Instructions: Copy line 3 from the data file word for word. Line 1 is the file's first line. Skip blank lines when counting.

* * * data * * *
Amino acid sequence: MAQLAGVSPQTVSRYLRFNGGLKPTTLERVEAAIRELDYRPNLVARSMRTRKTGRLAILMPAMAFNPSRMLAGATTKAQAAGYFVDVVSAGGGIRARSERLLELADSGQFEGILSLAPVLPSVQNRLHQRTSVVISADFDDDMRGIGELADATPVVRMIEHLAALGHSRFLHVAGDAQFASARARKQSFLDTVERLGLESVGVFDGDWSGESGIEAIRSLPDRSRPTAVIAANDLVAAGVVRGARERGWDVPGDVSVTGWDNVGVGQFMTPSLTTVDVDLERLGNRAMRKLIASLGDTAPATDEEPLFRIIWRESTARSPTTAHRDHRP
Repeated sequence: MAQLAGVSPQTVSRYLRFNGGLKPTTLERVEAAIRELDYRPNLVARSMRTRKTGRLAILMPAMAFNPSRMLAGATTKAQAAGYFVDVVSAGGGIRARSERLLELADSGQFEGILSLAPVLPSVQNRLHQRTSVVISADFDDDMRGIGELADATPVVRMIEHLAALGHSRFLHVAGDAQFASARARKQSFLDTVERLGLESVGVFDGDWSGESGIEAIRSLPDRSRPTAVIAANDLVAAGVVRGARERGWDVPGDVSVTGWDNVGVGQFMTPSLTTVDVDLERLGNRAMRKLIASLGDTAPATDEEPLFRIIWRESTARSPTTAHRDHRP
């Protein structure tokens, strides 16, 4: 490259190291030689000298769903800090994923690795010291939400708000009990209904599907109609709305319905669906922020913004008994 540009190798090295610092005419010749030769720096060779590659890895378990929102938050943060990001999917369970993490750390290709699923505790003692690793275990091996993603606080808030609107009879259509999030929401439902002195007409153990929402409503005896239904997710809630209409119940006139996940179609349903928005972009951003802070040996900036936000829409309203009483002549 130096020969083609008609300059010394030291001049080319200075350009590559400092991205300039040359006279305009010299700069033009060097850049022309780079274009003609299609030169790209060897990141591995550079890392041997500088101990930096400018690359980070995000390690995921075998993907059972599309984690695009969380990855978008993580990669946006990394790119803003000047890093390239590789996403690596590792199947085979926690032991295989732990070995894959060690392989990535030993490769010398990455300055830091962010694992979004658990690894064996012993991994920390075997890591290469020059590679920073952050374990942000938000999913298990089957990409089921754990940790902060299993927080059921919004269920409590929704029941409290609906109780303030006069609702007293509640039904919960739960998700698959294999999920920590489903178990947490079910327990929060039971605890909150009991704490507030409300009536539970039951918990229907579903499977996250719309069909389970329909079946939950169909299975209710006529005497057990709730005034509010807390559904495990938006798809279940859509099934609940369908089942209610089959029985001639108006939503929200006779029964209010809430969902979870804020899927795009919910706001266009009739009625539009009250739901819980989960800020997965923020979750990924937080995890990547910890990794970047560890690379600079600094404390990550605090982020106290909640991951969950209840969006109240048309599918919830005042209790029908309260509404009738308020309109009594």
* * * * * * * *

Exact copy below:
């Protein structure tokens, strides 16, 4: 490259190291030689000298769903800090994923690795010291939400708000009990209904599907109609709305319905669906922020913004008994 540009190798090295610092005419010749030769720096060779590659890895378990929102938050943060990001999917369970993490750390290709699923505790003692690793275990091996993603606080808030609107009879259509999030929401439902002195007409153990929402409503005896239904997710809630209409119940006139996940179609349903928005972009951003802070040996900036936000829409309203009483002549 130096020969083609008609300059010394030291001049080319200075350009590559400092991205300039040359006279305009010299700069033009060097850049022309780079274009003609299609030169790209060897990141591995550079890392041997500088101990930096400018690359980070995000390690995921075998993907059972599309984690695009969380990855978008993580990669946006990394790119803003000047890093390239590789996403690596590792199947085979926690032991295989732990070995894959060690392989990535030993490769010398990455300055830091962010694992979004658990690894064996012993991994920390075997890591290469020059590679920073952050374990942000938000999913298990089957990409089921754990940790902060299993927080059921919004269920409590929704029941409290609906109780303030006069609702007293509640039904919960739960998700698959294999999920920590489903178990947490079910327990929060039971605890909150009991704490507030409300009536539970039951918990229907579903499977996250719309069909389970329909079946939950169909299975209710006529005497057990709730005034509010807390559904495990938006798809279940859509099934609940369908089942209610089959029985001639108006939503929200006779029964209010809430969902979870804020899927795009919910706001266009009739009625539009009250739901819980989960800020997965923020979750990924937080995890990547910890990794970047560890690379600079600094404390990550605090982020106290909640991951969950209840969006109240048309599918919830005042209790029908309260509404009738308020309109009594």